We’re still adjusting to the destruction and havoc caused by the Typhoon Haiyan in the Philippines, and there’s plenty more we don’t know about, so it seems almost churlish to look at the crisis communications involved while there’s still so much suffering on the ground. But I want to applaud the comms efforts of the Aid agencies, particularly Oxfam and the DEC. And criticise the automated ad-booking systems of Expedia and Booking.com (amongst others).
I regularly look at how corporates respond to a social media crisis, or a crisis that plays out in social media. Typically it’s about them and how they react. But something like the typhoon is much bigger than that. It’s about how the world reacts. And how (in many cases) the Governments and Aid agencies act to motivate people to donate.
In this case, the speed at which the Aid agencies have acted both operationally (getting people on the ground) but also in comms terms has been extremely impressive. The use of ‘dark sites’, populated extremely quickly and updated in real-time is commendable. The DEC have got a decent site live, but Oxfam’s is really very excellent. In particular the way they’ve rolled in a liveblog to publish their news and collate others’. Fingers crossed it helps increase donations, and then action.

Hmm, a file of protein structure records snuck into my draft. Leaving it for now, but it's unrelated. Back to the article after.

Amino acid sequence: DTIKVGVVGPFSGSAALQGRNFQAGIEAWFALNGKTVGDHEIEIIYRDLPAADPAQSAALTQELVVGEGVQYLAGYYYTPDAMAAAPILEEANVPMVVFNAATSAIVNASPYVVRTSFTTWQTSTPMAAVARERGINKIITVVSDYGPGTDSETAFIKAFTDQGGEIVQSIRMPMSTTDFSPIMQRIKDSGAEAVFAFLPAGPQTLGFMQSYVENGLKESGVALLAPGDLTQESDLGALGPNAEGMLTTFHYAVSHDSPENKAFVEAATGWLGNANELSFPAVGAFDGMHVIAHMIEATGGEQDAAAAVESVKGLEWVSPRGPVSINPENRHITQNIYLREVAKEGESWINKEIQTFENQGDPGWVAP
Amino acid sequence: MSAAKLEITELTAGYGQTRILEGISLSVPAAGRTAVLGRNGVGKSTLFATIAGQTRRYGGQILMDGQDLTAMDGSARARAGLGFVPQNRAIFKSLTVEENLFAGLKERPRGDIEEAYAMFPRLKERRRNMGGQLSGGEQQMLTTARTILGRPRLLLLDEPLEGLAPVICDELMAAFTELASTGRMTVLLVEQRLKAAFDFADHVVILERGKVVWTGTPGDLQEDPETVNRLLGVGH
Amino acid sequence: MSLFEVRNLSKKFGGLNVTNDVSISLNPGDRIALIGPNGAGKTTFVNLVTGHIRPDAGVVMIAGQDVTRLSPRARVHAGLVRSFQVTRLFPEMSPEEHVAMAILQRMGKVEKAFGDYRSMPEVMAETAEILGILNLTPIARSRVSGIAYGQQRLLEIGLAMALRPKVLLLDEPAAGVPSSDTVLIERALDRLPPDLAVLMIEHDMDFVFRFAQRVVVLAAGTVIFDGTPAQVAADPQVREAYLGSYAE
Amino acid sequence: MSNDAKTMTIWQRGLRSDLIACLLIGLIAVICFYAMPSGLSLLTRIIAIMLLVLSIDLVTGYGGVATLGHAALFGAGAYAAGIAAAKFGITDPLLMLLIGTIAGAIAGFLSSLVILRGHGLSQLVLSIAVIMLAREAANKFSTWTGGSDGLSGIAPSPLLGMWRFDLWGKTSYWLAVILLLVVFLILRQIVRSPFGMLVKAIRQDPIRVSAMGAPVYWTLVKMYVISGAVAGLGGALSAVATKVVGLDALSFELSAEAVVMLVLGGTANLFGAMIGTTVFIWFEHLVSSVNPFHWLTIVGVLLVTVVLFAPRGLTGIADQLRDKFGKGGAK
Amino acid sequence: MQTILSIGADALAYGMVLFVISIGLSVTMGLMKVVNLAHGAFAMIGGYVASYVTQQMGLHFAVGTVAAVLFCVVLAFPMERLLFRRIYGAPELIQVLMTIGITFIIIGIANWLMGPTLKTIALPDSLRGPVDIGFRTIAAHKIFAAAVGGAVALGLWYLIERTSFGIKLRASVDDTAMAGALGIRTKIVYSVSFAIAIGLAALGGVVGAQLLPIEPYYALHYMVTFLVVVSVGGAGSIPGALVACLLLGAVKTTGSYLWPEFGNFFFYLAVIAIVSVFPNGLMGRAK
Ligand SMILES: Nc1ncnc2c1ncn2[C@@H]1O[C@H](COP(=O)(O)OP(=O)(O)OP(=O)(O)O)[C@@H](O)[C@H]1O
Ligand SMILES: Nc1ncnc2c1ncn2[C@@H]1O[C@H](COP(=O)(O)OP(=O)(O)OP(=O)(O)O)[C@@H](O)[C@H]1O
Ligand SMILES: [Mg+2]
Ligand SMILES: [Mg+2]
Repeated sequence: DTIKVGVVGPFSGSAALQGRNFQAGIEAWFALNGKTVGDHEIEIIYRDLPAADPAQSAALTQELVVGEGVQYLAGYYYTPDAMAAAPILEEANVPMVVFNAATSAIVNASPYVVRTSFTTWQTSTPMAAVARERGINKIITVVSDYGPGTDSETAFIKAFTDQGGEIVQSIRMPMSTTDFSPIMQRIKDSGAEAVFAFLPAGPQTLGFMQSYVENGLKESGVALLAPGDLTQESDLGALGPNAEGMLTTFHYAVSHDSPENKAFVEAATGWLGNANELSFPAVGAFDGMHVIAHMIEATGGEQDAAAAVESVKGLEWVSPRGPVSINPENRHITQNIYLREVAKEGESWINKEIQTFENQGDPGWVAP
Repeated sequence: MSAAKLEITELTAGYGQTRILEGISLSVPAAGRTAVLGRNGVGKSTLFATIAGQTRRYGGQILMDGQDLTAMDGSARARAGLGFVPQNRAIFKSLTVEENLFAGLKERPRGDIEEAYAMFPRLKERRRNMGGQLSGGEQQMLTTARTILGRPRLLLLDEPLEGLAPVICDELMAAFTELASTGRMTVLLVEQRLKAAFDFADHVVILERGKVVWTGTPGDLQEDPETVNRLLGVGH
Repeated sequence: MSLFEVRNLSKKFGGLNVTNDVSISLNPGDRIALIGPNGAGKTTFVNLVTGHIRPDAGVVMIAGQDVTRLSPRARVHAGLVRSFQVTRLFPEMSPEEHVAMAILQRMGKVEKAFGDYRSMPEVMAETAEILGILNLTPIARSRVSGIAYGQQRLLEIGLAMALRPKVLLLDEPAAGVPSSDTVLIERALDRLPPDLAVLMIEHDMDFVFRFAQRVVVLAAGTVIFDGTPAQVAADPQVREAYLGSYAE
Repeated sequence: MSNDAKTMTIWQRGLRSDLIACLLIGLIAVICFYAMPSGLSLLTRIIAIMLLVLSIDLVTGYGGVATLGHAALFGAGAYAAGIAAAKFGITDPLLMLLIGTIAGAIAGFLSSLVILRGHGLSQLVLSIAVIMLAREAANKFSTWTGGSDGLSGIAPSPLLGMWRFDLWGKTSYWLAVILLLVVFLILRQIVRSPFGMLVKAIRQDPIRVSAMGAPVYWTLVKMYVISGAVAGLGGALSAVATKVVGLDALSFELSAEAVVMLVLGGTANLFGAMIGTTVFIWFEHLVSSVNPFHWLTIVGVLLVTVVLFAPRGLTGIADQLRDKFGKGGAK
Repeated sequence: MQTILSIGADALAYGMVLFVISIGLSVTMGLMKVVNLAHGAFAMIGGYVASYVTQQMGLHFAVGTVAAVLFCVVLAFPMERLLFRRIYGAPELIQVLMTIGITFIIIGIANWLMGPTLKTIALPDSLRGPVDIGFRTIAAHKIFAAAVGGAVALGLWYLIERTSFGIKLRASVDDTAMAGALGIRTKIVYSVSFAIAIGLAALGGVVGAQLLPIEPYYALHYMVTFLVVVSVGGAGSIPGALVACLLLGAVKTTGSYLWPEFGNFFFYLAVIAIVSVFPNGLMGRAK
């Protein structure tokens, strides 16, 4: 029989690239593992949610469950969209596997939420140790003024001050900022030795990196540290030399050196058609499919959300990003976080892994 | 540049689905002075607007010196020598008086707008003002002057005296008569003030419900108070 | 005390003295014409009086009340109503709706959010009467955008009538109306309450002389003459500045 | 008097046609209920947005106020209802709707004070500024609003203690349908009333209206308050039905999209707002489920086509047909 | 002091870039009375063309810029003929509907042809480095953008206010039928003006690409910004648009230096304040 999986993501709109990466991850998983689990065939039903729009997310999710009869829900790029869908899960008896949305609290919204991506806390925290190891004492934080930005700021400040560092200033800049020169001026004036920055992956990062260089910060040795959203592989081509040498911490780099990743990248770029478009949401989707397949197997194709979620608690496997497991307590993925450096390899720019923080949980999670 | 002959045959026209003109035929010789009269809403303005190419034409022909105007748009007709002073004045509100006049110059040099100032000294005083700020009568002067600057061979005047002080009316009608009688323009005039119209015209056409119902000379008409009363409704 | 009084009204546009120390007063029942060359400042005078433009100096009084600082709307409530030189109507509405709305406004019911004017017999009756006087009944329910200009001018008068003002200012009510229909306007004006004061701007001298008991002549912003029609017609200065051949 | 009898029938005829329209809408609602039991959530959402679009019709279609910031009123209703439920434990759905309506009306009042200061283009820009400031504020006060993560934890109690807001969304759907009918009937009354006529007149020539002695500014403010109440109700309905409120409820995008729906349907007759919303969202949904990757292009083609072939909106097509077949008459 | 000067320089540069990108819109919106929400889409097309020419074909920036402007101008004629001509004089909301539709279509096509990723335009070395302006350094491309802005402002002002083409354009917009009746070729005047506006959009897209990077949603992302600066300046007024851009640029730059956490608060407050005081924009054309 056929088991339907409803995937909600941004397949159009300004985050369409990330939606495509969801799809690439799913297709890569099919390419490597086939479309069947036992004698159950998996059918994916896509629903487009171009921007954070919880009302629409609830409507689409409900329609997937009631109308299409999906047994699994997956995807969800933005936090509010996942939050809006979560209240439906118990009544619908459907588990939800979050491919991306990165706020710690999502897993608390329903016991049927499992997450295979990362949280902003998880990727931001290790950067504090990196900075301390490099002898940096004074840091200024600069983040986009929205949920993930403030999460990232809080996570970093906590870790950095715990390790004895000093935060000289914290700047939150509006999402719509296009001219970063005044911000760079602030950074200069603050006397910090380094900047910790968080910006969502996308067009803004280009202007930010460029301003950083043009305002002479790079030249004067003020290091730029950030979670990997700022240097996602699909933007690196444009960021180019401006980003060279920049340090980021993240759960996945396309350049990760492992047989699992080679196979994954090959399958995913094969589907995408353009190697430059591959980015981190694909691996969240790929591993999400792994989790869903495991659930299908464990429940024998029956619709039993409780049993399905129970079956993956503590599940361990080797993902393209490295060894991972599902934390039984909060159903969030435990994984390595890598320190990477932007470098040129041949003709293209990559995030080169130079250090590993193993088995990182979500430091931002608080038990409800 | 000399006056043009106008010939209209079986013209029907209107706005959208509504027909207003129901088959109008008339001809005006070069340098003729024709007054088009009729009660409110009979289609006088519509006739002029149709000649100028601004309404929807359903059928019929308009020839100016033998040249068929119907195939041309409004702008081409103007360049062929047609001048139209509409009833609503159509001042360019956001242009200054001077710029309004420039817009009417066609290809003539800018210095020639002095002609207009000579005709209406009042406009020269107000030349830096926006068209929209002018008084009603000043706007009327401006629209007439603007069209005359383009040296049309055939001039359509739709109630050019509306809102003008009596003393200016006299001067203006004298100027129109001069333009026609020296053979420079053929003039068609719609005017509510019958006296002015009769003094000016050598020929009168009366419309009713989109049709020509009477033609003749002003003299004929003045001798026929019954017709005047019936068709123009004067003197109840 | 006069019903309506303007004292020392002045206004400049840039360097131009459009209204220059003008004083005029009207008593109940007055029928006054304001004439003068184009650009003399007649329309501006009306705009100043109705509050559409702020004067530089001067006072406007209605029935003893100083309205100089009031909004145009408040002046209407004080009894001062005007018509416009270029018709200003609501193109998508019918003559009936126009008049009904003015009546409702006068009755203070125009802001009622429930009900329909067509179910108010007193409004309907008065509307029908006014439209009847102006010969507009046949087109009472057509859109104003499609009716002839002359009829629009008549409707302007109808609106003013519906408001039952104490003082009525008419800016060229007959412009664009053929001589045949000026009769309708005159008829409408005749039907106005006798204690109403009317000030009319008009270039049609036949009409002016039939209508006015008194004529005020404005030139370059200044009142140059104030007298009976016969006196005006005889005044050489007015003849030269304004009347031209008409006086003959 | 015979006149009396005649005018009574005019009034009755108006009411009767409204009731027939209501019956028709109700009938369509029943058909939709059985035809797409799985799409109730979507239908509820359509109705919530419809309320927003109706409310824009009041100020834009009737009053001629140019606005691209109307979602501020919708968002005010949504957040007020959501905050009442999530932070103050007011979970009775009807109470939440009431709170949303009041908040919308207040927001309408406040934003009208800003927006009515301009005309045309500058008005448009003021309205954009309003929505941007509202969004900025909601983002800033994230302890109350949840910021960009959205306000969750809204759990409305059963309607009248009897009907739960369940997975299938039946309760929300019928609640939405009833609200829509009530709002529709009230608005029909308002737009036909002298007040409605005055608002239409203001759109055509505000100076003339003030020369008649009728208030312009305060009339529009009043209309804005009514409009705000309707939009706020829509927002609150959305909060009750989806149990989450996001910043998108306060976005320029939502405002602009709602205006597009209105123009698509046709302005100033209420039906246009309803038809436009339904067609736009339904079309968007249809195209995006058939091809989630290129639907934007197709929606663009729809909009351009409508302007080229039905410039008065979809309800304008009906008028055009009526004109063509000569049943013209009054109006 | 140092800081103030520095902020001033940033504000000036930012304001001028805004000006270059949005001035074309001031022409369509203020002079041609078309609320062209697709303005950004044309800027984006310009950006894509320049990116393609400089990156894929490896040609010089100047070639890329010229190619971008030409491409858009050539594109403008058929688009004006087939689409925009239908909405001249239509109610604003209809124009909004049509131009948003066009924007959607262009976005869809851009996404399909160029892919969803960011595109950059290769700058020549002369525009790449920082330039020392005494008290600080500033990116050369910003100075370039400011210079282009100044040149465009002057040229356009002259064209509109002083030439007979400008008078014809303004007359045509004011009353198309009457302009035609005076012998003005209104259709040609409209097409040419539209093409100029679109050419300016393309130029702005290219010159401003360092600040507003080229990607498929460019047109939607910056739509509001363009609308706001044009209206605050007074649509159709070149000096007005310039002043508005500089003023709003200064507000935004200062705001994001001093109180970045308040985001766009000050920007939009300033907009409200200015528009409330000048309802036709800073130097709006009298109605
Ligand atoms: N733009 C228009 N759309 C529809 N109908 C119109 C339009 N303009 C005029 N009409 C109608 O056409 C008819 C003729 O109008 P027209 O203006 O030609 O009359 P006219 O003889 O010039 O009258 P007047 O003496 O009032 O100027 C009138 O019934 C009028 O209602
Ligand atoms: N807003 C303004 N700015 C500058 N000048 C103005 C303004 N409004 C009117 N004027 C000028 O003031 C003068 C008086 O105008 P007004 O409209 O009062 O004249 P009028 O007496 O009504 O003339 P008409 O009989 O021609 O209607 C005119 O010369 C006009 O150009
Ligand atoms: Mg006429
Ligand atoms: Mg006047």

But on the other hand, we have Booking.com and Expedia. Really, did no-one think to stop buying ads against Google searches for ‘Philippines Hotel’? At least for a week or so. Hats off to Oxfam (again) for bidding for the top spot, but, while I appreciate Expedia, Booking.com, Asiarooms etc. have businesses to run, surely they could put one aspect on hold for a little while?
[update - after spotting booking.com initially I couldn't screengrab it. Maybe they've turned their booking off]
Perhaps it’s not the most exciting news in social media land, but I think it’s certainly some of the stealthiest.